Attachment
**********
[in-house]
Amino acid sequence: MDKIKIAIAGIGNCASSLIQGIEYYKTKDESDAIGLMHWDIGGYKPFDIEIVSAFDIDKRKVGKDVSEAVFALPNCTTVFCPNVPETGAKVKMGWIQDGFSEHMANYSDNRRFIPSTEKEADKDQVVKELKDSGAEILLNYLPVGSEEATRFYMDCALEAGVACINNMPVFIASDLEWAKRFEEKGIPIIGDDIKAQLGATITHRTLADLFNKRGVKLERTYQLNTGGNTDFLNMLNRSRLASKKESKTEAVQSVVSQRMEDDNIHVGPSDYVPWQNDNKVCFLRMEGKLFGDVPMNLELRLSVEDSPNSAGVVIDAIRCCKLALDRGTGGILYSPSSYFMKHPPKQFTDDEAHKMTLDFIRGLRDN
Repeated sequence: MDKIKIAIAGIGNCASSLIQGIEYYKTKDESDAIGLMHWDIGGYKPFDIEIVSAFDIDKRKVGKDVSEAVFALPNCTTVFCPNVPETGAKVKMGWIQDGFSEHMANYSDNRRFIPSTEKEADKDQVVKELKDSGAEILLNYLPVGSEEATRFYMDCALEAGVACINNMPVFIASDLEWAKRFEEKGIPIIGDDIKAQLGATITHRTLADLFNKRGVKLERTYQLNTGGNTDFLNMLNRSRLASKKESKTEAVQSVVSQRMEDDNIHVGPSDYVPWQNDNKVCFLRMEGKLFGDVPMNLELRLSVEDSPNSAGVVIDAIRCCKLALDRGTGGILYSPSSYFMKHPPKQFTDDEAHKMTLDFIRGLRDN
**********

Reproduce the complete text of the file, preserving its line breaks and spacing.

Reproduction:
[in-house]
Amino acid sequence: MDKIKIAIAGIGNCASSLIQGIEYYKTKDESDAIGLMHWDIGGYKPFDIEIVSAFDIDKRKVGKDVSEAVFALPNCTTVFCPNVPETGAKVKMGWIQDGFSEHMANYSDNRRFIPSTEKEADKDQVVKELKDSGAEILLNYLPVGSEEATRFYMDCALEAGVACINNMPVFIASDLEWAKRFEEKGIPIIGDDIKAQLGATITHRTLADLFNKRGVKLERTYQLNTGGNTDFLNMLNRSRLASKKESKTEAVQSVVSQRMEDDNIHVGPSDYVPWQNDNKVCFLRMEGKLFGDVPMNLELRLSVEDSPNSAGVVIDAIRCCKLALDRGTGGILYSPSSYFMKHPPKQFTDDEAHKMTLDFIRGLRDN
Repeated sequence: MDKIKIAIAGIGNCASSLIQGIEYYKTKDESDAIGLMHWDIGGYKPFDIEIVSAFDIDKRKVGKDVSEAVFALPNCTTVFCPNVPETGAKVKMGWIQDGFSEHMANYSDNRRFIPSTEKEADKDQVVKELKDSGAEILLNYLPVGSEEATRFYMDCALEAGVACINNMPVFIASDLEWAKRFEEKGIPIIGDDIKAQLGATITHRTLADLFNKRGVKLERTYQLNTGGNTDFLNMLNRSRLASKKESKTEAVQSVVSQRMEDDNIHVGPSDYVPWQNDNKVCFLRMEGKLFGDVPMNLELRLSVEDSPNSAGVVIDAIRCCKLALDRGTGGILYSPSSYFMKHPPKQFTDDEAHKMTLDFIRGLRDN